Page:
Is Chanukah unique because we eat latkes (potato pancakes) and sufganiot (jelly donuts) and play with dreidels (spinning tops)? The real uniqueness is our victory celebration over an enemy that didn’t actually want to kill us!
The story of Chanukah takes place during the Second Temple period (approx. 200 BCE), when the Syrian-Greeks occupied the Land of Israel. In contrast to most enemies of the Jewish people, the Syrian-Greeks essentially had no interest in murdering Jews. Rather, they wanted the Jewish people to adopt the Greek religion and way of life.
I guess you could say that the Syrian-Greeks desired death by assimilation for the Jewish people. Jewish practice was officially against the law. Torah study, circumcision and even resting on the Sabbath were all punishable by death.
As the saying goes with regards to all Jewish holidays, “They tried to kill us. We won. Let’s eat!” Chanukah is no different. The primary victory was apparently the military victory of the small Jewish army, known as the Maccabees, over the huge and well-armed army of the Syrian-Greeks. When the battle was over, the Maccabees made their way to the Temple Mount (as did the “Maccabees” of the Six Day War). What they found, however, was a desecrated and defiled sanctuary.
In order to formally rededicate the Temple, the Maccabees had to light the Menorah. But to do so, they had to overcome another obstacle: They had to find pure olive oil that had been certified by a High Priest. And in what was yet another miracle, they did! They managed to find a single flask of certified oil!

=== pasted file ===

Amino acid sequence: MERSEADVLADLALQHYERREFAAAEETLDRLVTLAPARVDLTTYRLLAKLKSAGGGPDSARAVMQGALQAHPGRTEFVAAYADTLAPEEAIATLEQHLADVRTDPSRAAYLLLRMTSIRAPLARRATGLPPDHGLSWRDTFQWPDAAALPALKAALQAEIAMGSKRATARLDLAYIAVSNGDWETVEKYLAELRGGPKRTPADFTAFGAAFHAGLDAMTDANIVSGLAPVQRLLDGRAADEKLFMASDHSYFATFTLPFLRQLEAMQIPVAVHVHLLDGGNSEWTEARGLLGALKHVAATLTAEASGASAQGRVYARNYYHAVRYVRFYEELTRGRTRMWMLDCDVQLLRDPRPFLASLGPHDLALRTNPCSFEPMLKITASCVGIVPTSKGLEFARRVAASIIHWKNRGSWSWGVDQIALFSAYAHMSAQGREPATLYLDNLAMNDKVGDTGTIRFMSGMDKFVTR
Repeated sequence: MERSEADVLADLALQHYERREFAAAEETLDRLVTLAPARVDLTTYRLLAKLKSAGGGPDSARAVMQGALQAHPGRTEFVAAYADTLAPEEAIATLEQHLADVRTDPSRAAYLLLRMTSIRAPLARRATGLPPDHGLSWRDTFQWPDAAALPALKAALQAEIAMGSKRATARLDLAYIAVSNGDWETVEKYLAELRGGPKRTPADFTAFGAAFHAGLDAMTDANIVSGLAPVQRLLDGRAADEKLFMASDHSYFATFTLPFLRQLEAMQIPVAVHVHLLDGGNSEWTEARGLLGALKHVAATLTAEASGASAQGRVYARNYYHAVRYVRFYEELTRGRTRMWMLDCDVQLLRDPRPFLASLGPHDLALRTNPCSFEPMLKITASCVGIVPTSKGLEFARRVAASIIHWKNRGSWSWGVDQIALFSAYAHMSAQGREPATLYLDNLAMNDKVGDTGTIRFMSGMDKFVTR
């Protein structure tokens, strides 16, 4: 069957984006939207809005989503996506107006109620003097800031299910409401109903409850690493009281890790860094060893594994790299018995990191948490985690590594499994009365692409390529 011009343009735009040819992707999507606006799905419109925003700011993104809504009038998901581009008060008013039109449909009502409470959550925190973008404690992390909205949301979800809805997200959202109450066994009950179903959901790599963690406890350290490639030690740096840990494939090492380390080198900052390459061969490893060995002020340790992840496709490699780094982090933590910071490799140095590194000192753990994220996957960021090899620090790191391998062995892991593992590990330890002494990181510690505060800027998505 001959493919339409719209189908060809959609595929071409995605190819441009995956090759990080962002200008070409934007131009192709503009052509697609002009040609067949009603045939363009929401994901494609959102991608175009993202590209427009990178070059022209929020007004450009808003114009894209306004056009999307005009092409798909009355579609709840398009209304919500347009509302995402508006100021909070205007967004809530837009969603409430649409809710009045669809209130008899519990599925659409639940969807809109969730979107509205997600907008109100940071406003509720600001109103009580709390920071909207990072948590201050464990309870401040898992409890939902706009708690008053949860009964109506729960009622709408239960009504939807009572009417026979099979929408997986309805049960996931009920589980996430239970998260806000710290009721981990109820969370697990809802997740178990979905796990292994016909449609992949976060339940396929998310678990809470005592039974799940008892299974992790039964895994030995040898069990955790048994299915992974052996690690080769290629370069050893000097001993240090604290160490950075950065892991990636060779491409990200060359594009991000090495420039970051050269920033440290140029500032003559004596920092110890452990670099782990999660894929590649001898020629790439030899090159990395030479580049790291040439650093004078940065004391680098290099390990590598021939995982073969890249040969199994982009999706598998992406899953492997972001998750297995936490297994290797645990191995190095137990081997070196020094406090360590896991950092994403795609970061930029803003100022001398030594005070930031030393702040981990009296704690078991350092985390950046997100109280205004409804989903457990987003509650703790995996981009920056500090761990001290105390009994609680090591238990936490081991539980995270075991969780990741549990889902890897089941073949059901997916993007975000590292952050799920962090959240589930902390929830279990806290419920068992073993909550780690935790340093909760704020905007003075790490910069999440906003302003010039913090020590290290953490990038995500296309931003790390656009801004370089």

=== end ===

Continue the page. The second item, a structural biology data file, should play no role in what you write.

On to the next miracle: The small flask of oil that contained enough oil to burn for only one day burned for eight days! The eight-day holiday of Chanukah was born!
The Only Miracle that Must be Publicized
In order to commemorate these miracles, Jews light the menorah, often called a chanukiya, on each night of Chanukah and recite the accompanying blessings. These menorahs are generally lit at the entrances of the home or at a window that faces the public thoroughfare in order to better publicize the miracles of Chanukah. Indeed, with minor exception, the miracle of Chanukah is the only miracle that we are obligated to publicize! It is commendable to remain alongside the candles for at least 30 minutes after lighting, studying Torah, singing songs and talking about the Chanukah story. Gifts are often given to children at this time.
A Deeper Understanding
Let’s take a deeper look into the miracle of Chanukah. What was it about the events of Chanukah that inspired our sages to institute a holiday in its honor? The answer is that Chanukah is different from all other holidays. It is the only holiday that truly commemorates a spiritual victory, not a physical one. If the Syrian Greeks would have simply demanded that the Jewish people paint their homes pink with blue polka-dots, that would have have been one thing. But to demand that the Jewish people dispose with their Torah and religion was truly another!
The oil that was miraculously found and then burned for eight days was nothing less than a Divine wink that a battle for religious freedom is a battle that’s worth it. Many things in life, most things in fact, are not worth fighting for. In most of life’s battles we should usually compromise for the sake of keeping the peace. But when it comes to tradition, especially Torah tradition, compromise and concessions are not an option.
Chanukah is indeed different. They did not try to kill us, they tried to assimilate us. And the Maccabees would have none of it.
The fact that a flame was the center of attention makes Chanukah the spiritual holiday that it is. This is because a flame flickers and rises, which represents the soul of all mankind that ‘flickers’ in its desire to rise higher and get closer to God.
Presents, sufganiyot (jelly doughnuts) and latkes (potato pancakes) are nice traditions, but don’t let the eight days of Chanukah slip by without recognizing them for the spiritual focus and victory that they are! Yes, and publicize it!
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